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## 0 1 0 1 0 0 0 1 1 0 0 0 1 0 1 0 0 1 The Digital Abstraction 0 0 0 0 0 1 0 0 0 1 1 1 1 1 1 0 1 0 0 1 0

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Reading: Chapter 5 of A&L

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## CIRCUITS AND ELECTRONICS

0 0 1 1 0 1 0 1 0 1 00 1

Review
l Discretize matter by observing lumped matter discipline

## l Analysis tool kit

KVL/KCL, composition, node, superposition, Thvenin, Norton
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In this Sequence
Discretize value Digital abstraction

Interestingly, we will see shortly that the tools learned in the previous three lectures are sufficient to analyze simple digital circuits

## But first, why digital? In the past

Analog signal processing R1 +V 1 R2 +V 2
+

R1 +V 1 R2 +V 2
Shorthand notation (from node method)

V0

V0
-

V1

## and V2 might represent the outputs of two sensors, for e.g.

Why digital?
Analog signal processing R1 +V 1 R2 + V2
V0

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## Noise Problem with Analog

t
V0

+V 1

+ V2 t Receiver: huh?

Noise hampers our ability to distinguish between small differences in value e.g. between 3.1V and 3.2V.

## Idea: Value Discretization (or lumped values)

Restrict values to be one of two

0 and 1

## Why is this discretization useful?

Digital System
sender VS
5 V 0 1 0 HIGH 2.5 V 0V
LOW

0 1 0 5V

2.5 V 0V

Digital System
With noise
sender VS VR receiver

VS
0 1 0 0.2 V 5V 2.5 V 0V

VR
0 1 0 2.5 V 0V
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5V

Digital System

Vs
0 1 0 5V 2.5 V 0V

Better noise immunity Lots of noise margin For 1: noise margin 5 V to 2.5 V = 2.5 V For 0: noise margin 0V to 2.5 V = 2.5 V
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## The Big Picture

The world
The EECS playground (lump matter)
Linear circuits Digital land (lump value)

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noise sender VS
VN

VR

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5V

sender

0V

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## Hmmm Idea! Create no mans land or forbidden region

5V

sender

Remember, we can do so with impunity because it is our choice as to what discipline we agree on in our digital playground

0V

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## No Mans Land or Forbidden Region

5V

1: VH 3V

1 sender
3V 2V

forbidden region

V H

1 receiver 0 0: V L 2V

VH

V L

0
0V
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5V

sender

0V

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Noise Margins
5V 1 sender 0
V 0H

## 1 noise margin: 0 noise margin: 1

Together, the VOH, VIH, VOL, VIL thresholds define a discipline or standard that digital devices follow so they can talk to each other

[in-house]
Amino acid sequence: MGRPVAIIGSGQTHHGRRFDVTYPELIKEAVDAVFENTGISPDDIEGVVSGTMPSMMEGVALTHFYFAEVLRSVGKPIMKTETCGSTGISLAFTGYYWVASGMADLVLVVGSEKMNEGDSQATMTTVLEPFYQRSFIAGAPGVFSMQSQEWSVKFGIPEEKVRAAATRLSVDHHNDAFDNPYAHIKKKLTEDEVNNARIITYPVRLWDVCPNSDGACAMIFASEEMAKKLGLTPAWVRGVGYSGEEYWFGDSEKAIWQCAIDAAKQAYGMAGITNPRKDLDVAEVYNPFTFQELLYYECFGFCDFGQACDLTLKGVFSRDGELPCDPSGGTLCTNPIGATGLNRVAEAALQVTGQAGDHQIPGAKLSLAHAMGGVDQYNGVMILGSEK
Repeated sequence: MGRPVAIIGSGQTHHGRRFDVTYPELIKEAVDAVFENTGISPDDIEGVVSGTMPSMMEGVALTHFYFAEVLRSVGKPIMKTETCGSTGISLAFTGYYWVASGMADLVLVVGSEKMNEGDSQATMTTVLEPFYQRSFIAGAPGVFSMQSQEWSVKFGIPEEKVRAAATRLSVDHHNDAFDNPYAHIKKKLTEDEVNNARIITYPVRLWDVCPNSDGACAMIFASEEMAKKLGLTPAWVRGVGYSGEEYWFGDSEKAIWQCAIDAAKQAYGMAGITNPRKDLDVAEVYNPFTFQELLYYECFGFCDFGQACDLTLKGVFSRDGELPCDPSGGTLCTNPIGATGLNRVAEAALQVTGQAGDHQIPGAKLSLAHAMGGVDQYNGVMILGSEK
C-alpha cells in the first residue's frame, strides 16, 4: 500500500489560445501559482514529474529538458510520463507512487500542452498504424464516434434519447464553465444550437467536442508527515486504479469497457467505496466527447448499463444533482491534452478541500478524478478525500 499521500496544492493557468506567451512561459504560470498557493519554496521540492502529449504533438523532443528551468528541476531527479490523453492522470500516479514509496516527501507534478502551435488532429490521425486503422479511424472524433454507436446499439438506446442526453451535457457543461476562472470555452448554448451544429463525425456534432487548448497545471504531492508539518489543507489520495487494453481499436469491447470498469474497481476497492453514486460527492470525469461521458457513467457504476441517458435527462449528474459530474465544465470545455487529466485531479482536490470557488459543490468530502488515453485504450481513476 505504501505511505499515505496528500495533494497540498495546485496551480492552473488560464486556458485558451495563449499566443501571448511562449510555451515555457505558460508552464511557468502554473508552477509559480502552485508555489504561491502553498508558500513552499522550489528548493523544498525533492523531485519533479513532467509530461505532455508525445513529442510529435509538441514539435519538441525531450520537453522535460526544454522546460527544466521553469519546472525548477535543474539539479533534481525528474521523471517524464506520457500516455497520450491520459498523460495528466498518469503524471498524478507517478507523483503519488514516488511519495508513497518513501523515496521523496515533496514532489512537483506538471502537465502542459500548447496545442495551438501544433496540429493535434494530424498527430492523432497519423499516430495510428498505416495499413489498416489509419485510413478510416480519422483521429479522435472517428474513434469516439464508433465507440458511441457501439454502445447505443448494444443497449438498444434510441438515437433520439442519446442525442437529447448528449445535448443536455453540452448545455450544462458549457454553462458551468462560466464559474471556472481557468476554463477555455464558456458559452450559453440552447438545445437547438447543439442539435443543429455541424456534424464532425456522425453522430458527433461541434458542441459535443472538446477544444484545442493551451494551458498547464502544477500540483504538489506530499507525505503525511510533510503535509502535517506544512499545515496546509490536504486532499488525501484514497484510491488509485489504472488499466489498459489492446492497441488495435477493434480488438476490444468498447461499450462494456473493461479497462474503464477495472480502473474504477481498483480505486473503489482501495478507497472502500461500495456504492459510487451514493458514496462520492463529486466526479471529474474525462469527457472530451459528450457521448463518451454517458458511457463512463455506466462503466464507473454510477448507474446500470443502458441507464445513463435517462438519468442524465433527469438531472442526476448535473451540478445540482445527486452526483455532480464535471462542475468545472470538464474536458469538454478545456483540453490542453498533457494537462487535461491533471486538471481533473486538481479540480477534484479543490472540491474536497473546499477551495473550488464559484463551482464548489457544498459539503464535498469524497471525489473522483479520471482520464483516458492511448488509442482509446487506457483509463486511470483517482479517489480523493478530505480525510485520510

Noise margins

V IH V IL

V 0L

0V

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Noise Immunity
sender 0 1 0
5V V 0H V V V IH IL

0L 0V

t
0 1 0 1

5V V 0H V V V IH IL

0L 0V

Digital systems follow static discipline: if inputs to the digital system meet valid input thresholds, then the system guarantees its outputs will meet valid output thresholds.
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## Processing Digital Signals

Recall, we have only two values

1,0

Map naturally to logic: T, F Can also represent numbers What is 1011? Check Chapter 5.6 of A&L
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## Processing Digital Signals

Boolean Logic If X is true and Y is true Then Z is true, else Z is false.

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X t Y t Z t
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X Y Z = X Y

## Combinational Gate Abstraction

n Adheres to static discipline n Outputs are a function of X Y Z

inputs alone.

Digital logic designers do not have to care about what is inside a gate.
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Logic Gates
X Y Z AND gate

X Y
0 0 1 1

0 1 0 1

0 0 0 1

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## Another Gate Example

If (A is true) OR (B is true) then C is true else C is false

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Digital Circuits
Implement: output = A + B C

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Representing Numbers

Numbers larger than 1 can be represented using multiple binary digits and coding, much like using multiple decimal digits to represent numbers greater than 9.

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Logic Gates
X Y Z AND gate

X Y
0 0 1 1

0 1 0 1

0 0 0 1

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## Another Gate Example

If (A is true) OR (B is true) then C is true else C is false

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Digital Circuits
Implement: output = A + B C

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Representing Numbers

Numbers larger than 1 can be represented using multiple binary digits and coding, much like using multiple decimal digits to represent numbers greater than 9.

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Demo

Z = X Y X Y Z

Z
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